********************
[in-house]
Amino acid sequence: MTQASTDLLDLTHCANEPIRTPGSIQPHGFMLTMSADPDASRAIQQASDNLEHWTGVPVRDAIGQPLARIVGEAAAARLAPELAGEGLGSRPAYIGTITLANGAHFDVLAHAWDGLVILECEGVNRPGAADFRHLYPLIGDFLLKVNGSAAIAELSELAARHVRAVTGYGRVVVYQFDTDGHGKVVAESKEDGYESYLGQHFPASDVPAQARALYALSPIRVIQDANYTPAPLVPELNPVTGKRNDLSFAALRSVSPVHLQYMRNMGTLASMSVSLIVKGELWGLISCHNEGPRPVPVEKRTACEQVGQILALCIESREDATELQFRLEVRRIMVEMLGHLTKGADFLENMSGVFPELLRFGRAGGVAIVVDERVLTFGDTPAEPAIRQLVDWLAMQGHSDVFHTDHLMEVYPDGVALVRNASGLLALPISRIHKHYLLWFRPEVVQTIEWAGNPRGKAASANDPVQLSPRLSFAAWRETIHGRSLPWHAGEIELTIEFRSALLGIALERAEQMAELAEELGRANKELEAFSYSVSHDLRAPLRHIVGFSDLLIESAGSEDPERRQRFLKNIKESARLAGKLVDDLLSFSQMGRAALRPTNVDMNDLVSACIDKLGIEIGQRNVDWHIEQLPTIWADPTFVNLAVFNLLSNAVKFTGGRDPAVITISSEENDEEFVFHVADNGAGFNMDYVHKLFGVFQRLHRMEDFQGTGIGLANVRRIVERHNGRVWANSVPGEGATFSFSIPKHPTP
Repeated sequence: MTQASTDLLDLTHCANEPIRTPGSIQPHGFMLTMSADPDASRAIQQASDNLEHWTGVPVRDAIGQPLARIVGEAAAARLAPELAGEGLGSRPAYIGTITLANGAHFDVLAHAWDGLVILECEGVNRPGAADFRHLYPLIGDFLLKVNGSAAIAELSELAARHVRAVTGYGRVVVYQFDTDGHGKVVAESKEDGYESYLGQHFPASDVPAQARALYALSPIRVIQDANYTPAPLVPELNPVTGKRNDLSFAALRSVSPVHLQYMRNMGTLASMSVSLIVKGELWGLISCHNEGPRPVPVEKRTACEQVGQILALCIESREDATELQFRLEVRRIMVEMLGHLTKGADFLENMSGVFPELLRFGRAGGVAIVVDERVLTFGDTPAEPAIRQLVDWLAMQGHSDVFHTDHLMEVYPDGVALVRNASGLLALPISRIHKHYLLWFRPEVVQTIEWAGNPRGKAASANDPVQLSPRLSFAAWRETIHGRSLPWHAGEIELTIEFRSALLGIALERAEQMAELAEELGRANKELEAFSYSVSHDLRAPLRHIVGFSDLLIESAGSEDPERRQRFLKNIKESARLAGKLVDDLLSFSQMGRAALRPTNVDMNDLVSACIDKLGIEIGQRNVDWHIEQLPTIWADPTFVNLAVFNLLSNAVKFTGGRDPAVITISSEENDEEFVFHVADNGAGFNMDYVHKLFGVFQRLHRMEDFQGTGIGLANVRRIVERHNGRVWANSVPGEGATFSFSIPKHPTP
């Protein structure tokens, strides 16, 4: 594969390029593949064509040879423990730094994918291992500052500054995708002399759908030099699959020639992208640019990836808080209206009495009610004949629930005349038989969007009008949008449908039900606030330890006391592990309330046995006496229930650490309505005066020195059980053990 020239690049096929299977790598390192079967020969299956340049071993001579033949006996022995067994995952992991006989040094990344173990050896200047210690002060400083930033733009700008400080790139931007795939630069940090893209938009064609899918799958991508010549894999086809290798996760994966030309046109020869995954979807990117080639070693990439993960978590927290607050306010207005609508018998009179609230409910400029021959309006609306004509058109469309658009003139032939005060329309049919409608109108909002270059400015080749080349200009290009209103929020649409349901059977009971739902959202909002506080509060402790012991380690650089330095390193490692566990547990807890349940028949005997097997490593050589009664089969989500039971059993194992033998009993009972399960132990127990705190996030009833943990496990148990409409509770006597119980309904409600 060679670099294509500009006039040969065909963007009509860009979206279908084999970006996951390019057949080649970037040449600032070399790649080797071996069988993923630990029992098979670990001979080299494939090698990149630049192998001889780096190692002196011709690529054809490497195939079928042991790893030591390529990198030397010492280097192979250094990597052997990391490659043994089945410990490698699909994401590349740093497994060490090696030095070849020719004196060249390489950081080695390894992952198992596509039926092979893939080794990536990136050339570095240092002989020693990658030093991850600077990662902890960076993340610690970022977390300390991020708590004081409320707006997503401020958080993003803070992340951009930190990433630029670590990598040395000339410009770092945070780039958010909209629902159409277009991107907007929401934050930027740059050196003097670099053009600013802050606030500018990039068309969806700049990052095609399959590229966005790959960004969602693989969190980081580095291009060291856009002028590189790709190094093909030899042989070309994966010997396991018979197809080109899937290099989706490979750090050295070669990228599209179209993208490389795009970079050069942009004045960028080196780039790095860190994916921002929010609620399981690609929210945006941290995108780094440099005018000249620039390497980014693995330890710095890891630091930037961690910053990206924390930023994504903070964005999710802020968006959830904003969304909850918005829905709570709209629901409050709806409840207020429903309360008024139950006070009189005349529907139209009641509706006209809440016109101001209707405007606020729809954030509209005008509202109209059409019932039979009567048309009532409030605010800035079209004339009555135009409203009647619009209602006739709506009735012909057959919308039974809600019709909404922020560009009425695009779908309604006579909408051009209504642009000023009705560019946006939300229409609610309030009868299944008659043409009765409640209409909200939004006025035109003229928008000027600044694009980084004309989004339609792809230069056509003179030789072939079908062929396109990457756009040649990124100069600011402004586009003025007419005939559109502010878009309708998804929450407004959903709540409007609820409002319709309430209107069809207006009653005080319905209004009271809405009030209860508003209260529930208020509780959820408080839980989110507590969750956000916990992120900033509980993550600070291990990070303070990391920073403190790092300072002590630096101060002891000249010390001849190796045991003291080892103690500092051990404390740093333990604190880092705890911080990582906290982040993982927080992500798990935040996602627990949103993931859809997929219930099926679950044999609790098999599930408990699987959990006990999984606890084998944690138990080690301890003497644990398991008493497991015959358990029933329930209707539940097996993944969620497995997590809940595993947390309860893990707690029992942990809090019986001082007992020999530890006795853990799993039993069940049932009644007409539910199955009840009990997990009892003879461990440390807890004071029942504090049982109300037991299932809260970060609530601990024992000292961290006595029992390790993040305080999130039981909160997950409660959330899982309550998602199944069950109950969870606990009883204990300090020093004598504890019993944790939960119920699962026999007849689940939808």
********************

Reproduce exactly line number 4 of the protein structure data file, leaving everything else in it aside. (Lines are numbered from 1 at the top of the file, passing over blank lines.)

């Protein structure tokens, strides 16, 4: 594969390029593949064509040879423990730094994918291992500052500054995708002399759908030099699959020639992208640019990836808080209206009495009610004949629930005349038989969007009008949008449908039900606030330890006391592990309330046995006496229930650490309505005066020195059980053990 020239690049096929299977790598390192079967020969299956340049071993001579033949006996022995067994995952992991006989040094990344173990050896200047210690002060400083930033733009700008400080790139931007795939630069940090893209938009064609899918799958991508010549894999086809290798996760994966030309046109020869995954979807990117080639070693990439993960978590927290607050306010207005609508018998009179609230409910400029021959309006609306004509058109469309658009003139032939005060329309049919409608109108909002270059400015080749080349200009290009209103929020649409349901059977009971739902959202909002506080509060402790012991380690650089330095390193490692566990547990807890349940028949005997097997490593050589009664089969989500039971059993194992033998009993009972399960132990127990705190996030009833943990496990148990409409509770006597119980309904409600 060679670099294509500009006039040969065909963007009509860009979206279908084999970006996951390019057949080649970037040449600032070399790649080797071996069988993923630990029992098979670990001979080299494939090698990149630049192998001889780096190692002196011709690529054809490497195939079928042991790893030591390529990198030397010492280097192979250094990597052997990391490659043994089945410990490698699909994401590349740093497994060490090696030095070849020719004196060249390489950081080695390894992952198992596509039926092979893939080794990536990136050339570095240092002989020693990658030093991850600077990662902890960076993340610690970022977390300390991020708590004081409320707006997503401020958080993003803070992340951009930190990433630029670590990598040395000339410009770092945070780039958010909209629902159409277009991107907007929401934050930027740059050196003097670099053009600013802050606030500018990039068309969806700049990052095609399959590229966005790959960004969602693989969190980081580095291009060291856009002028590189790709190094093909030899042989070309994966010997396991018979197809080109899937290099989706490979750090050295070669990228599209179209993208490389795009970079050069942009004045960028080196780039790095860190994916921002929010609620399981690609929210945006941290995108780094440099005018000249620039390497980014693995330890710095890891630091930037961690910053990206924390930023994504903070964005999710802020968006959830904003969304909850918005829905709570709209629901409050709806409840207020429903309360008024139950006070009189005349529907139209009641509706006209809440016109101001209707405007606020729809954030509209005008509202109209059409019932039979009567048309009532409030605010800035079209004339009555135009409203009647619009209602006739709506009735012909057959919308039974809600019709909404922020560009009425695009779908309604006579909408051009209504642009000023009705560019946006939300229409609610309030009868299944008659043409009765409640209409909200939004006025035109003229928008000027600044694009980084004309989004339609792809230069056509003179030789072939079908062929396109990457756009040649990124100069600011402004586009003025007419005939559109502010878009309708998804929450407004959903709540409007609820409002319709309430209107069809207006009653005080319905209004009271809405009030209860508003209260529930208020509780959820408080839980989110507590969750956000916990992120900033509980993550600070291990990070303070990391920073403190790092300072002590630096101060002891000249010390001849190796045991003291080892103690500092051990404390740093333990604190880092705890911080990582906290982040993982927080992500798990935040996602627990949103993931859809997929219930099926679950044999609790098999599930408990699987959990006990999984606890084998944690138990080690301890003497644990398991008493497991015959358990029933329930209707539940097996993944969620497995997590809940595993947390309860893990707690029992942990809090019986001082007992020999530890006795853990799993039993069940049932009644007409539910199955009840009990997990009892003879461990440390807890004071029942504090049982109300037991299932809260970060609530601990024992000292961290006595029992390790993040305080999130039981909160997950409660959330899982309550998602199944069950109950969870606990009883204990300090020093004598504890019993944790939960119920699962026999007849689940939808």